Love Is All in Your Head -- Or Is It in Your Genes?
Sabelli's research showed that high PEA levels help explain increased sex drive and activity in the manic phase of manic-depressive illness, while low PEA levels reflect loss of libido in depression. PEA is effective when given by mouth, but like Viagra, could be dangerous in patients with heart disease.
The final phase of love, the one that leads to diamond wedding anniversaries, is a calm, secure feeling of attachment to a long-term partner. "This is important to conserve our mating energy, bonding with only one partner at a time," Fisher says.
Oxytocin is the hormone thought to be responsible for this phase of love, as well as for mother-child bonding. Fallon calls it the "cuddling hormone," as it is released by touch "done with the right rhythm and pressure."
Could there be a genetic basis for long-term commitment? Perhaps at least in the prairie vole, an extraordinarily faithful rodent, explains Thomas Insel, MD, director of the Center for Behavioral Neuroscience at Emory University in Atlanta.
From their first mating, prairie voles bond for life. The male defends the female from all other males and mates with her to the exclusion of all other females. Even when their mate is removed from the colony, 80% of males refuse to mate with any other female.
Insel discovered that oxytocin and vasopressin, a nerve chemical linked to memory, are released in the rodent's brain at first mating. If Insel artificially changed the levels of these hormones, he could wipe out the lifetime bond.
Even more extraordinary, Insel found the gene responsible for this behavior and developed a mouse carrying this gene. He was hoping to create a "monogamouse" that would remain faithful to one mate, unlike most mice who mate with any available female. But, alas, the experiment was unsuccessful. "'Monogamouse' does not exist," Insel tells WebMD.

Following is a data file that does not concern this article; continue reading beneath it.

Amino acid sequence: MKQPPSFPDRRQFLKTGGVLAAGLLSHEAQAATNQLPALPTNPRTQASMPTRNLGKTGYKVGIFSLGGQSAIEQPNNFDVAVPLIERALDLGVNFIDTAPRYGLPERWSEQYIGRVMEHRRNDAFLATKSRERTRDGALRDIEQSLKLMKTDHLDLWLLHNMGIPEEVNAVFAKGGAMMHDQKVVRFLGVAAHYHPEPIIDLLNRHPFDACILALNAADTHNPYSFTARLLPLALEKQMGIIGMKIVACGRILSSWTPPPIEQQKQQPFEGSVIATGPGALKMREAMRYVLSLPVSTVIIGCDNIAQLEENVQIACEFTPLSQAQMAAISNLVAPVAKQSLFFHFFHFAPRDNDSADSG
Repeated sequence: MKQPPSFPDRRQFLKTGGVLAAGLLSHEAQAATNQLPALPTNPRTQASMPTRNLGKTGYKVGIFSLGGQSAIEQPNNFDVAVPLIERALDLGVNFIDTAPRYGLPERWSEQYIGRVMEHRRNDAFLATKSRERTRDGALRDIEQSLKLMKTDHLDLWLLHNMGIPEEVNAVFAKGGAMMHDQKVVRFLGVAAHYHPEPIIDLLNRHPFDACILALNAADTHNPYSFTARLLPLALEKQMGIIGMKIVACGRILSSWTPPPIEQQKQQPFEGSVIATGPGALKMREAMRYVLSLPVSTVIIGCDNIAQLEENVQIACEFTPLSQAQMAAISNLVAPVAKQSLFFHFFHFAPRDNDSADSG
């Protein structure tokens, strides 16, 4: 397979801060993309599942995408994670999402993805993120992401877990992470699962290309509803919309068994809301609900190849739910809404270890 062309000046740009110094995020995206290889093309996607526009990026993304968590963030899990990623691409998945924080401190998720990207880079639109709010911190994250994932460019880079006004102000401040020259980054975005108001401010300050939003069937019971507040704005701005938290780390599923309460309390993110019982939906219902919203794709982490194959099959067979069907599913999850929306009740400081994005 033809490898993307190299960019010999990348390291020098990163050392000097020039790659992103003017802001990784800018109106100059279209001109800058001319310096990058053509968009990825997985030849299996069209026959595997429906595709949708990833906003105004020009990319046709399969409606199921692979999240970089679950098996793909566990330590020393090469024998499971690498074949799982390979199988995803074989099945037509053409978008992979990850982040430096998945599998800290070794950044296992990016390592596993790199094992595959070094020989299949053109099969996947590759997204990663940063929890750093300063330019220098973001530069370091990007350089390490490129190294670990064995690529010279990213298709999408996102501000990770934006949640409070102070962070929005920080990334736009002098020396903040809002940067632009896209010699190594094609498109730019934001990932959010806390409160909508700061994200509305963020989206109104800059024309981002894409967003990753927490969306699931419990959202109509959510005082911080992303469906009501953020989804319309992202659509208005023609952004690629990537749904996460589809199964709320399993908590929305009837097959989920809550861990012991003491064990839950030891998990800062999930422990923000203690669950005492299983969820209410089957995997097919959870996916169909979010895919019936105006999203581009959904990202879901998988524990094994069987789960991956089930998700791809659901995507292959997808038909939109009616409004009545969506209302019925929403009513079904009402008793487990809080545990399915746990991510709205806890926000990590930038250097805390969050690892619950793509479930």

While Insel does not think his research might lead to any type of love potion, he hopes that it might eventually provide an approach to autism, a disorder in which children don't connect emotionally with people around them.
Fallon believes that science might eventually assist Cupid with just the right mix of nerve chemicals to intensify attraction, romantic excitement, and long-term bonding. But probably not any time soon.
"If we really understood the [science], we could increase or decrease the threshold for falling in love," Semir Zeki, PhD, tells WebMD. "A neurochemical to manipulate this emotion would be very heavily controlled, and not advisable to use," says Zeki, a professor of cognitive neurology at the University College of London in England.
By using functional MRI scans, Zeki studied brain activity associated with romantic love. Scans done while subjects were viewing pictures of their love interest were compared with scans done while they viewed pictures of platonic friends, and the scans were different.